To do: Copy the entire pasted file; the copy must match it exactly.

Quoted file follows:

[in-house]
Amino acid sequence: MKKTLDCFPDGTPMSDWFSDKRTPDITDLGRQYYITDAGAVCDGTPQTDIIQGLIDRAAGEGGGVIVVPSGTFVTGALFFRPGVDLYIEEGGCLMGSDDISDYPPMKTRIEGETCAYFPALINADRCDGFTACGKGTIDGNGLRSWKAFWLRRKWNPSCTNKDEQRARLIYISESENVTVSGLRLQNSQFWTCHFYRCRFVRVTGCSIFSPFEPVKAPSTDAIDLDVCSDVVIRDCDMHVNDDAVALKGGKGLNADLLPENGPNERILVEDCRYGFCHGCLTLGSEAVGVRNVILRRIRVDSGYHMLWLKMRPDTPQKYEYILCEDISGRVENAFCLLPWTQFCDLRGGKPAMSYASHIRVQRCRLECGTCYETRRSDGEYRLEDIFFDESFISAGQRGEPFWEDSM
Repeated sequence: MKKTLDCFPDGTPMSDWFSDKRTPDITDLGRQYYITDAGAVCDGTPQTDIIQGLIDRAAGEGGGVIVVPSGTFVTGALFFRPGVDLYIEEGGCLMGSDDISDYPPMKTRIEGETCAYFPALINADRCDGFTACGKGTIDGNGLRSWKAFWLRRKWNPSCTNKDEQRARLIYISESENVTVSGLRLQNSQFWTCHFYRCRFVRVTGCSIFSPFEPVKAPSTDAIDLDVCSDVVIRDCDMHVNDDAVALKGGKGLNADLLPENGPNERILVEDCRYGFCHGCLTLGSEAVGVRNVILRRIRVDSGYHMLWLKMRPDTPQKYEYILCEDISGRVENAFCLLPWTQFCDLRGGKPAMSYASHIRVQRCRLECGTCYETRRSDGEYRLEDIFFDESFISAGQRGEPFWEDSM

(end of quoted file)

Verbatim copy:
[in-house]
Amino acid sequence: MKKTLDCFPDGTPMSDWFSDKRTPDITDLGRQYYITDAGAVCDGTPQTDIIQGLIDRAAGEGGGVIVVPSGTFVTGALFFRPGVDLYIEEGGCLMGSDDISDYPPMKTRIEGETCAYFPALINADRCDGFTACGKGTIDGNGLRSWKAFWLRRKWNPSCTNKDEQRARLIYISESENVTVSGLRLQNSQFWTCHFYRCRFVRVTGCSIFSPFEPVKAPSTDAIDLDVCSDVVIRDCDMHVNDDAVALKGGKGLNADLLPENGPNERILVEDCRYGFCHGCLTLGSEAVGVRNVILRRIRVDSGYHMLWLKMRPDTPQKYEYILCEDISGRVENAFCLLPWTQFCDLRGGKPAMSYASHIRVQRCRLECGTCYETRRSDGEYRLEDIFFDESFISAGQRGEPFWEDSM
Repeated sequence: MKKTLDCFPDGTPMSDWFSDKRTPDITDLGRQYYITDAGAVCDGTPQTDIIQGLIDRAAGEGGGVIVVPSGTFVTGALFFRPGVDLYIEEGGCLMGSDDISDYPPMKTRIEGETCAYFPALINADRCDGFTACGKGTIDGNGLRSWKAFWLRRKWNPSCTNKDEQRARLIYISESENVTVSGLRLQNSQFWTCHFYRCRFVRVTGCSIFSPFEPVKAPSTDAIDLDVCSDVVIRDCDMHVNDDAVALKGGKGLNADLLPENGPNERILVEDCRYGFCHGCLTLGSEAVGVRNVILRRIRVDSGYHMLWLKMRPDTPQKYEYILCEDISGRVENAFCLLPWTQFCDLRGGKPAMSYASHIRVQRCRLECGTCYETRRSDGEYRLEDIFFDESFISAGQRGEPFWEDSM